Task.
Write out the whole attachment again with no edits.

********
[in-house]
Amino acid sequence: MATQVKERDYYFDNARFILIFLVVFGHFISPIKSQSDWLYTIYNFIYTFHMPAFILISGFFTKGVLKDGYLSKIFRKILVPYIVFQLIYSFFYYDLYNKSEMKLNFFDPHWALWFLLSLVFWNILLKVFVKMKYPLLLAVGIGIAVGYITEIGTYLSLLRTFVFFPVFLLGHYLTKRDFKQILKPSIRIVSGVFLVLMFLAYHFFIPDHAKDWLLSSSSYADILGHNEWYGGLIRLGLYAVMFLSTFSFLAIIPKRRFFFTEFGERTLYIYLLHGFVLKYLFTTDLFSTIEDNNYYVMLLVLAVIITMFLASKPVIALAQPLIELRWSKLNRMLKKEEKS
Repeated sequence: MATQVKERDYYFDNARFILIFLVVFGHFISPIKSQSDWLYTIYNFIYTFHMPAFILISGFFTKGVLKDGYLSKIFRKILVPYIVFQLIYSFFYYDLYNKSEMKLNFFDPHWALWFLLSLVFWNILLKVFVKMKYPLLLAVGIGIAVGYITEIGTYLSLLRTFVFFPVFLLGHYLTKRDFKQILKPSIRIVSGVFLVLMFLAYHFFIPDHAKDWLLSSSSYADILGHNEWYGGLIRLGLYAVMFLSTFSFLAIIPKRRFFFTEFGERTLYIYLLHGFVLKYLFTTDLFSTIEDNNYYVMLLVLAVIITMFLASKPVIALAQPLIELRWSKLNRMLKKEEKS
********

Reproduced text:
[in-house]
Amino acid sequence: MATQVKERDYYFDNARFILIFLVVFGHFISPIKSQSDWLYTIYNFIYTFHMPAFILISGFFTKGVLKDGYLSKIFRKILVPYIVFQLIYSFFYYDLYNKSEMKLNFFDPHWALWFLLSLVFWNILLKVFVKMKYPLLLAVGIGIAVGYITEIGTYLSLLRTFVFFPVFLLGHYLTKRDFKQILKPSIRIVSGVFLVLMFLAYHFFIPDHAKDWLLSSSSYADILGHNEWYGGLIRLGLYAVMFLSTFSFLAIIPKRRFFFTEFGERTLYIYLLHGFVLKYLFTTDLFSTIEDNNYYVMLLVLAVIITMFLASKPVIALAQPLIELRWSKLNRMLKKEEKS
Repeated sequence: MATQVKERDYYFDNARFILIFLVVFGHFISPIKSQSDWLYTIYNFIYTFHMPAFILISGFFTKGVLKDGYLSKIFRKILVPYIVFQLIYSFFYYDLYNKSEMKLNFFDPHWALWFLLSLVFWNILLKVFVKMKYPLLLAVGIGIAVGYITEIGTYLSLLRTFVFFPVFLLGHYLTKRDFKQILKPSIRIVSGVFLVLMFLAYHFFIPDHAKDWLLSSSSYADILGHNEWYGGLIRLGLYAVMFLSTFSFLAIIPKRRFFFTEFGERTLYIYLLHGFVLKYLFTTDLFSTIEDNNYYVMLLVLAVIITMFLASKPVIALAQPLIELRWSKLNRMLKKEEKS